FROM Roel Schouwenberg
Cyber Security, Stuxnet and Internet Freedom Stuxnet was first discovered a few months ago, and it's now regarded as a weapon of cyber sabotage -- with the capacity not just to corrupt computer software but to manipulate programs that control machines.
Cyber Security, Stuxnet and Internet Freedom Computer experts say Stuxnet is the first known case of cyber sabotage. Discovered just a few months ago, it's a virus that infects not just computer programs but also the machines they operate. It's so sophisticated that it's likely the work of a nation-state targeting Iran's nuclear program. But it's also spread to a number of other countries. Is Stuxnet a cyber-warfare weapon that went wrong? Who launched it? Nobody knows, but the Internet could be used to wreak havoc in the real world. What are the challenges for national security? Will it mean compromising the freedom and privacy now taken for granted in the virtual world?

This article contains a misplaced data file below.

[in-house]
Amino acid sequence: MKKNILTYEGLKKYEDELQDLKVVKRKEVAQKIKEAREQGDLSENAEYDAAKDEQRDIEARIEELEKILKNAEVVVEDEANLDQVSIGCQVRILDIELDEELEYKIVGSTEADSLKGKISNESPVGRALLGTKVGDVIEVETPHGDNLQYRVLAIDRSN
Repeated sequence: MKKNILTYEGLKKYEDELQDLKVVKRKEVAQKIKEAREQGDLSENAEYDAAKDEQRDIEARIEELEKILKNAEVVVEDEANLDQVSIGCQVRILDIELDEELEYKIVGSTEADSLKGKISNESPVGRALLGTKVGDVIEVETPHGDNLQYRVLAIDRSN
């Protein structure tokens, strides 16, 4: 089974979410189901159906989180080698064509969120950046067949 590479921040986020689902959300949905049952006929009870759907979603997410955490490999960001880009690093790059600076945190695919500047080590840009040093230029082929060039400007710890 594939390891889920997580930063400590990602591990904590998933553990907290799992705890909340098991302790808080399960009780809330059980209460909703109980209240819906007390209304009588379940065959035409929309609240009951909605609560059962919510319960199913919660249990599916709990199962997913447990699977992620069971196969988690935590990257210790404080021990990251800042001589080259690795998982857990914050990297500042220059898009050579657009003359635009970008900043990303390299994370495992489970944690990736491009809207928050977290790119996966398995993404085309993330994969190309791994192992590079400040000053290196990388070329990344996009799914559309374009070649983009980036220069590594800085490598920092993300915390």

100 days of executive action: Accomplishment or posturing? President Trump's first 100 days have featured a flood of high-profile executive orders. Which ones do what he says they do, and which ones don't? How are Trump voters feeling now?
Will the march for science politicize objective research? Protesters are gathering all over the country for tomorrow's Earth Day March for Science. Since President Trump has proposed massive cuts in basic scientific research, will the movement be perceived as partisan politics — whether scientists themselves like it or not?
Does 'hire American' mean fire a foreigner? US companies are allowed to hire employees from other countries with highly developed skills that can't be found here. President Trump says it's being abused as a way to find cheap foreign labor. We hear about the benefits—and the risks—of changing the H-1B program.